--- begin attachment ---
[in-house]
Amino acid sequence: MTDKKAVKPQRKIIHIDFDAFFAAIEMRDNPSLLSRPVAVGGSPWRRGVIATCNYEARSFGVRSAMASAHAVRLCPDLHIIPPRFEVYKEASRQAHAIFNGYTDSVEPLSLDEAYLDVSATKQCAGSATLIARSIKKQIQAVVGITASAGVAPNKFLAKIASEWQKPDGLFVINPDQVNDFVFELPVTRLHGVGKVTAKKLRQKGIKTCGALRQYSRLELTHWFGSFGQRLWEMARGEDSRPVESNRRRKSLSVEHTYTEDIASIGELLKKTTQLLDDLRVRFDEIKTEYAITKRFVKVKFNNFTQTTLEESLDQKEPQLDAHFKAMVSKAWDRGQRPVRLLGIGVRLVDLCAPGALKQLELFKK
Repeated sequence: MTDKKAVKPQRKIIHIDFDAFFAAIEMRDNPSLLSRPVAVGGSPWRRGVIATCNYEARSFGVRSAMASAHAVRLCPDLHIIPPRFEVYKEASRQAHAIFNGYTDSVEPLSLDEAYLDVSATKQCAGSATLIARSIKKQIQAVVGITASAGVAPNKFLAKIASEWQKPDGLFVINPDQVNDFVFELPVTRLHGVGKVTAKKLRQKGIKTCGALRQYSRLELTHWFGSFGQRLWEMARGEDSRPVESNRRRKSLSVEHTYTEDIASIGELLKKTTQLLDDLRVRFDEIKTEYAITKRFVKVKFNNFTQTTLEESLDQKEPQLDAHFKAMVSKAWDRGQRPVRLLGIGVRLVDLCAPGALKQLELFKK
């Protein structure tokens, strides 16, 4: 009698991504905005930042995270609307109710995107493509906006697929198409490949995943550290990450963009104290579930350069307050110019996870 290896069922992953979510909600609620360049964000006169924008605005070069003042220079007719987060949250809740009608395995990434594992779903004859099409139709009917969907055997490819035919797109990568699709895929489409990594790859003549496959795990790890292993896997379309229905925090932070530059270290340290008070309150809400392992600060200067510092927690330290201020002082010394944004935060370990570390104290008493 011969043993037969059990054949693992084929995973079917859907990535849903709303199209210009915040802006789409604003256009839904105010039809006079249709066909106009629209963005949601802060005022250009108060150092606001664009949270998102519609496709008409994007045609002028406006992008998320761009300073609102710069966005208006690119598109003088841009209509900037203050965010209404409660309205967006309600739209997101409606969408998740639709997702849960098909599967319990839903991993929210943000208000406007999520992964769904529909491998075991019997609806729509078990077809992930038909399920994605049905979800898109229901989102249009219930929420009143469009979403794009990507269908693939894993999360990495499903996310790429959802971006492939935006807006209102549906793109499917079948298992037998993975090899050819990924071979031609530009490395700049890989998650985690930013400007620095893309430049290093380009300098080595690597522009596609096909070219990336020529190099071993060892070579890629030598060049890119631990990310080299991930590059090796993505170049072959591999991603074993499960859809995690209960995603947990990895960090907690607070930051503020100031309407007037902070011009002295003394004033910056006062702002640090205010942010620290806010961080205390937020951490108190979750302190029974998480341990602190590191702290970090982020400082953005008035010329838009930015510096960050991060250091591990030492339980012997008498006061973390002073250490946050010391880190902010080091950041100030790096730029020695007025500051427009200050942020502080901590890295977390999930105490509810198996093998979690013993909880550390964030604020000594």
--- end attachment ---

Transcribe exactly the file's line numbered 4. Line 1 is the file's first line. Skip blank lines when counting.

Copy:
């Protein structure tokens, strides 16, 4: 009698991504905005930042995270609307109710995107493509906006697929198409490949995943550290990450963009104290579930350069307050110019996870 290896069922992953979510909600609620360049964000006169924008605005070069003042220079007719987060949250809740009608395995990434594992779903004859099409139709009917969907055997490819035919797109990568699709895929489409990594790859003549496959795990790890292993896997379309229905925090932070530059270290340290008070309150809400392992600060200067510092927690330290201020002082010394944004935060370990570390104290008493 011969043993037969059990054949693992084929995973079917859907990535849903709303199209210009915040802006789409604003256009839904105010039809006079249709066909106009629209963005949601802060005022250009108060150092606001664009949270998102519609496709008409994007045609002028406006992008998320761009300073609102710069966005208006690119598109003088841009209509900037203050965010209404409660309205967006309600739209997101409606969408998740639709997702849960098909599967319990839903991993929210943000208000406007999520992964769904529909491998075991019997609806729509078990077809992930038909399920994605049905979800898109229901989102249009219930929420009143469009979403794009990507269908693939894993999360990495499903996310790429959802971006492939935006807006209102549906793109499917079948298992037998993975090899050819990924071979031609530009490395700049890989998650985690930013400007620095893309430049290093380009300098080595690597522009596609096909070219990336020529190099071993060892070579890629030598060049890119631990990310080299991930590059090796993505170049072959591999991603074993499960859809995690209960995603947990990895960090907690607070930051503020100031309407007037902070011009002295003394004033910056006062702002640090205010942010620290806010961080205390937020951490108190979750302190029974998480341990602190590191702290970090982020400082953005008035010329838009930015510096960050991060250091591990030492339980012997008498006061973390002073250490946050010391880190902010080091950041100030790096730029020695007025500051427009200050942020502080901590890295977390999930105490509810198996093998979690013993909880550390964030604020000594």